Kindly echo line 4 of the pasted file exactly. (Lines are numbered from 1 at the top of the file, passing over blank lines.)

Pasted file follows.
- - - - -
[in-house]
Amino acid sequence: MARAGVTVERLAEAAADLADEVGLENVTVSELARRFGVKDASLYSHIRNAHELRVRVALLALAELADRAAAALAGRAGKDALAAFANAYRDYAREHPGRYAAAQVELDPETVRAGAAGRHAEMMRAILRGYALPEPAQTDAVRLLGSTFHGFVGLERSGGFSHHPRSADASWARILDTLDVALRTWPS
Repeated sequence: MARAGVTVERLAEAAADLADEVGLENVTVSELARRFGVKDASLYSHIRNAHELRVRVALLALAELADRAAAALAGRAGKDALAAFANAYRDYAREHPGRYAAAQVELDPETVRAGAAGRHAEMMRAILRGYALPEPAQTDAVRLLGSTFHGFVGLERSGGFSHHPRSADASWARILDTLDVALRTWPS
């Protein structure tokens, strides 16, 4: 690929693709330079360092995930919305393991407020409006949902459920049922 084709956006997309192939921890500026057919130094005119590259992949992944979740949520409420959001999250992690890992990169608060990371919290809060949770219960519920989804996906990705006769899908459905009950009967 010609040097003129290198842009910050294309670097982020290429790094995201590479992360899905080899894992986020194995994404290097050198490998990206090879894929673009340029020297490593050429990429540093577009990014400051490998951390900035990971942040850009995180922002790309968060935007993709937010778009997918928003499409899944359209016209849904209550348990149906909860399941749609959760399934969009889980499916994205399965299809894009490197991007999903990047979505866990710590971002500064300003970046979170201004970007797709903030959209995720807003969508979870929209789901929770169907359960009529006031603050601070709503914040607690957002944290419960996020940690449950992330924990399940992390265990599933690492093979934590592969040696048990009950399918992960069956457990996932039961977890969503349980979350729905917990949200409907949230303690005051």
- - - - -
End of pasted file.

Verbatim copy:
């Protein structure tokens, strides 16, 4: 690929693709330079360092995930919305393991407020409006949902459920049922 084709956006997309192939921890500026057919130094005119590259992949992944979740949520409420959001999250992690890992990169608060990371919290809060949770219960519920989804996906990705006769899908459905009950009967 010609040097003129290198842009910050294309670097982020290429790094995201590479992360899905080899894992986020194995994404290097050198490998990206090879894929673009340029020297490593050429990429540093577009990014400051490998951390900035990971942040850009995180922002790309968060935007993709937010778009997918928003499409899944359209016209849904209550348990149906909860399941749609959760399934969009889980499916994205399965299809894009490197991007999903990047979505866990710590971002500064300003970046979170201004970007797709903030959209995720807003969508979870929209789901929770169907359960009529006031603050601070709503914040607690957002944290419960996020940690449950992330924990399940992390265990599933690492093979934590592969040696048990009950399918992960069956457990996932039961977890969503349980979350729905917990949200409907949230303690005051």